Read the full article at  CBSNEWS.

Gaming healthcare: Virtual reality gives surgeons life-like training
Shot of male professor and four medical students wearing VR goggles and studying human bones anatomy. Multiethnical team of doctors exam human

By , Tech Republic

Gamer-turned-doctor created a company that helps physicians become better at their jobs, especially during a pandemic.

TechRepublic’s Karen Roby spoke with Dr. Justin Barad, surgeon, CEO, and co-founder of Osso VR, about using virtual reality to train surgeons. The following is an edited transcript of their conversation.

Karen Roby: Tell us about how VR is helping when it comes to training physicians and then we’ll get into how you got into this.

Justin Barad: We really try and lead by problem, at Osso VR, we practice something called need-based innovation. I think describing how training works in healthcare today can help explain what we’re trying to do at Osso. The problem that we’re facing when it comes to training healthcare professionals, and this is anything really from putting in an IV to doing complex robotic surgery, are really four dynamics currently. The first is, there is simply too much to learn, so in a way, we’re victims of our own success.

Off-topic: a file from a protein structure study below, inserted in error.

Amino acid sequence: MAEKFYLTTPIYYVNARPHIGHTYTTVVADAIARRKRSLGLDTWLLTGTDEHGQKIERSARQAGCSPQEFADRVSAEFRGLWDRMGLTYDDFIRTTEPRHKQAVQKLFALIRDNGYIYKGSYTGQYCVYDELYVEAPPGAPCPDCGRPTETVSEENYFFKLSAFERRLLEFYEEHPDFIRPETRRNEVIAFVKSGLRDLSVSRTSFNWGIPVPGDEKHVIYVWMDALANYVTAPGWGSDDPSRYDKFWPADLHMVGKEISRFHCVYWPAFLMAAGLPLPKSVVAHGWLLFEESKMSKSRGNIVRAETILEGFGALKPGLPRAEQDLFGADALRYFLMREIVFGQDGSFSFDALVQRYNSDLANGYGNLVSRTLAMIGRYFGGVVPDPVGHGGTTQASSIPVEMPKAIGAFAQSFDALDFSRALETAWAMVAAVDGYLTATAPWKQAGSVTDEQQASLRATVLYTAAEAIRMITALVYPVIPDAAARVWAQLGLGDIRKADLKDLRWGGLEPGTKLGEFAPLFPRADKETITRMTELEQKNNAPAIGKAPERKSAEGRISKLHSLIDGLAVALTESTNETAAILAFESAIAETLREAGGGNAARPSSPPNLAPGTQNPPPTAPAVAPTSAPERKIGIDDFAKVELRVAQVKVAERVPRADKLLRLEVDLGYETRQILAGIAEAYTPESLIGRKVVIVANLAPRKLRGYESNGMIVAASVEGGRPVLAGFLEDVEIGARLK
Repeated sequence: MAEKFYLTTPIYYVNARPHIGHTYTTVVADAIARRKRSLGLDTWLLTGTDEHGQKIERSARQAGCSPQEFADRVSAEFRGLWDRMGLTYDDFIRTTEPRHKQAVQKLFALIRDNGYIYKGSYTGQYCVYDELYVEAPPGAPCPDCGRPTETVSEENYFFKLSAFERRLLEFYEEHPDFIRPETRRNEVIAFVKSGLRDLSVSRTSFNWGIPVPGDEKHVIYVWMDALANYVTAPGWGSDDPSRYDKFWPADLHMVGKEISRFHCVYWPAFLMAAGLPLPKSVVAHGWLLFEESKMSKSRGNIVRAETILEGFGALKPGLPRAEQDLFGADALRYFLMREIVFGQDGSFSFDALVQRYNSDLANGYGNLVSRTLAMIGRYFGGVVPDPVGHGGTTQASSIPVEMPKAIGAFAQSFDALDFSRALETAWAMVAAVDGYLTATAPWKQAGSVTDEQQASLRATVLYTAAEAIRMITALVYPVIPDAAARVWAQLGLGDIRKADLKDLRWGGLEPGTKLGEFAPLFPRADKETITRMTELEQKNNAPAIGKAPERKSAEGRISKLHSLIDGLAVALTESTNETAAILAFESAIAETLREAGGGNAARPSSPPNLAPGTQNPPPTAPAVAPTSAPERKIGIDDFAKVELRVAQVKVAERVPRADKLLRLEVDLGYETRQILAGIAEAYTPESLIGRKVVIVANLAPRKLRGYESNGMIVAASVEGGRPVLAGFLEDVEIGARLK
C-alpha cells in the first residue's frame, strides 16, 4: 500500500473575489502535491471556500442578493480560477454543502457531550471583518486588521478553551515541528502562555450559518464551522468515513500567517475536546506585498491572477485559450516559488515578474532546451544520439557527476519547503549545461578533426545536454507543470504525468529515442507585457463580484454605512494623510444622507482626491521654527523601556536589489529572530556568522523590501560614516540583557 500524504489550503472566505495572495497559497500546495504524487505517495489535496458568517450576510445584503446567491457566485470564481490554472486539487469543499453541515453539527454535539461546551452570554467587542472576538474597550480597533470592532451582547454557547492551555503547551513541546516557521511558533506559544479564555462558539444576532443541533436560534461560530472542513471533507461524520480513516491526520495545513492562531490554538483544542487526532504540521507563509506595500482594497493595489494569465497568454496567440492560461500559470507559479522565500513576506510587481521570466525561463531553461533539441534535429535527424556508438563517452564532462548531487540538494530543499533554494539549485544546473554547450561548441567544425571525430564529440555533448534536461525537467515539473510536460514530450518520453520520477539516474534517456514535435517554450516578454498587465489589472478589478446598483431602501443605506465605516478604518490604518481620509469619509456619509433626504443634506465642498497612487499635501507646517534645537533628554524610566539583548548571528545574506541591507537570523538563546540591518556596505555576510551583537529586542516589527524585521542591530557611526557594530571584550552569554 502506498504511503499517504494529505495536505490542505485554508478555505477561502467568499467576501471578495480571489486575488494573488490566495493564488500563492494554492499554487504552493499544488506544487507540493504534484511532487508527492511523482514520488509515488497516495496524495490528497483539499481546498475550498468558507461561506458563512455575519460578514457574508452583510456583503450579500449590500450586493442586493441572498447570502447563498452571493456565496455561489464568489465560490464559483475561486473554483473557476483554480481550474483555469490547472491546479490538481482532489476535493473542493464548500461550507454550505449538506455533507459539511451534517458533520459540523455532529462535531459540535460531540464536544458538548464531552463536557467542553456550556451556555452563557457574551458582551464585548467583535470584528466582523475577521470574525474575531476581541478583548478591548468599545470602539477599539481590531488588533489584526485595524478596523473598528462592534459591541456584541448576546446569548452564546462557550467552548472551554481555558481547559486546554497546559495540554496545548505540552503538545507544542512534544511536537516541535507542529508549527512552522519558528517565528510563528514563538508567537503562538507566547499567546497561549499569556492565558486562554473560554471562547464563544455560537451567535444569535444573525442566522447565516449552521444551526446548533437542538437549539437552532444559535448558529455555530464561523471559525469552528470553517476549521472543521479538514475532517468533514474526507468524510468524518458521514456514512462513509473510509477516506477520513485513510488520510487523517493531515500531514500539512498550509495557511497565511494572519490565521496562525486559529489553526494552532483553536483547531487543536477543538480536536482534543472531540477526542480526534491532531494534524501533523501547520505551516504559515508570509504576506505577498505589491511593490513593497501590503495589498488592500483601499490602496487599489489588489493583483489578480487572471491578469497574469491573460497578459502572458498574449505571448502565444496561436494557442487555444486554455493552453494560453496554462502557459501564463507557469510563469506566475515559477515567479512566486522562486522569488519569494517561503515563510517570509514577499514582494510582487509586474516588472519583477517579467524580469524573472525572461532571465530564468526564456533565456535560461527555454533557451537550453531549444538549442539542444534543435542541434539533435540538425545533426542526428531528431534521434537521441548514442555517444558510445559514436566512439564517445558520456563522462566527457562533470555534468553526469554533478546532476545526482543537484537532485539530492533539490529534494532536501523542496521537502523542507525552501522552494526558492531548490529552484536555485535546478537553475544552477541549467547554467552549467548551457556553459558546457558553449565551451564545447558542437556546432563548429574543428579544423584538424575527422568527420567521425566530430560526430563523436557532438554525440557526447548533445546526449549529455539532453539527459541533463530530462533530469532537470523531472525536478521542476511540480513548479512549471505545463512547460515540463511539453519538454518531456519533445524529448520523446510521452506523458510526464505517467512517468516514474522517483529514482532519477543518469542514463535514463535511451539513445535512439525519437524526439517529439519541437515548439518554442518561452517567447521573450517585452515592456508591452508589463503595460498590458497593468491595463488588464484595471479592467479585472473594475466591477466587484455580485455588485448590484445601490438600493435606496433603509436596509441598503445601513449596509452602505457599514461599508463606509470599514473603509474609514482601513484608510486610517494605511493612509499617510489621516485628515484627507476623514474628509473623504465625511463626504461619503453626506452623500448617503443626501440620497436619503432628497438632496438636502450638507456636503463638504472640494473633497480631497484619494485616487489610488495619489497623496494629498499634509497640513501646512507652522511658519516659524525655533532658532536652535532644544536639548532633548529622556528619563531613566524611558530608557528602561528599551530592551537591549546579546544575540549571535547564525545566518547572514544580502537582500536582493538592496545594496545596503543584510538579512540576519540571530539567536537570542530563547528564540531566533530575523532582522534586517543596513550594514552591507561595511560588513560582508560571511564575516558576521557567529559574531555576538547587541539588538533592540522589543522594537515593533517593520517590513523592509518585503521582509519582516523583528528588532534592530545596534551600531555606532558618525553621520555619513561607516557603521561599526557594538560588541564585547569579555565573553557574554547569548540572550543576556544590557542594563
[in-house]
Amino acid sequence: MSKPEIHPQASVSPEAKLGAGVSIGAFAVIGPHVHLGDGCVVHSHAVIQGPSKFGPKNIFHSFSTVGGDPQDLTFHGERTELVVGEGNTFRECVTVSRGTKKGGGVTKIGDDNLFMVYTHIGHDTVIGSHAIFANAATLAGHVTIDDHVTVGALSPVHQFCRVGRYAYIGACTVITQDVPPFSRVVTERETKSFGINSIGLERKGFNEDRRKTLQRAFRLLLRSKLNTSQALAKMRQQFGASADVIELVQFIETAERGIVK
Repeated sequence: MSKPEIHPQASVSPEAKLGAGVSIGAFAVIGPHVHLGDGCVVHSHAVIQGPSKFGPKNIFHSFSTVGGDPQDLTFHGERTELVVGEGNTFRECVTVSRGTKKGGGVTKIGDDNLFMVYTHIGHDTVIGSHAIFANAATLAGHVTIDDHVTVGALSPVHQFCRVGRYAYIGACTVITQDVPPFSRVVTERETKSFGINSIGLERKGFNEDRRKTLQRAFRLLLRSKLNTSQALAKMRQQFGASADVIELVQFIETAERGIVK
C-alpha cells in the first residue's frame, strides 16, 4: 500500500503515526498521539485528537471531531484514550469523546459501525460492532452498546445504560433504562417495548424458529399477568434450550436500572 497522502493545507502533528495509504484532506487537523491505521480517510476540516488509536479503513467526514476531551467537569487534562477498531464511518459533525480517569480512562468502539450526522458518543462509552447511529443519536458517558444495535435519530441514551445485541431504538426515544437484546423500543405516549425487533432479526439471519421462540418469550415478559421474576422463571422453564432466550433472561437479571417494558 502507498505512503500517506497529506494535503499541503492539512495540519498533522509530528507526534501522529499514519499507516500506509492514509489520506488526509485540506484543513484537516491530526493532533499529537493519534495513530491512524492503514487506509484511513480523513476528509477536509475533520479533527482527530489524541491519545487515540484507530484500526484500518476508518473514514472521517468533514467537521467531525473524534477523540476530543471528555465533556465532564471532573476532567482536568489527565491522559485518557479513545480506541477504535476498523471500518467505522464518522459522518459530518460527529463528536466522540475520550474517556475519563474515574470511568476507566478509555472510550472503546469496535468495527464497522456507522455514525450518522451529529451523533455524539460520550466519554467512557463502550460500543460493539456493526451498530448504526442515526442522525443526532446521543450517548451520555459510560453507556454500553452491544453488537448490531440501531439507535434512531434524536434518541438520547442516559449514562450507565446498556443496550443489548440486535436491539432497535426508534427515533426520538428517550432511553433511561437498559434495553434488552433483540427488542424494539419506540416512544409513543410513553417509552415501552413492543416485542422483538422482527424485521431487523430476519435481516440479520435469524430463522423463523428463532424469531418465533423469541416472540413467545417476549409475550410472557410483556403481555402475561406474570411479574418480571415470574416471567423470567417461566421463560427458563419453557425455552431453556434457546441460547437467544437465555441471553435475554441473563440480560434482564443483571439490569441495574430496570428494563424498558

If you think about it, scientific and technological progress are constantly expanding the library of procedures healthcare professionals are just expected to know how to do on-demand. I always tell this story, this is a very extreme example, but I was one day just eating lunch minding my own business when I was paged urgently to the zoo to operate on a gorilla that had been pushed off a cliff, we’re driving down to the zoo, I didn’t know I was expected to be able to operate on gorillas, there’s a lot of Googling going on and that went great. That’s a whole other probably interview for another time.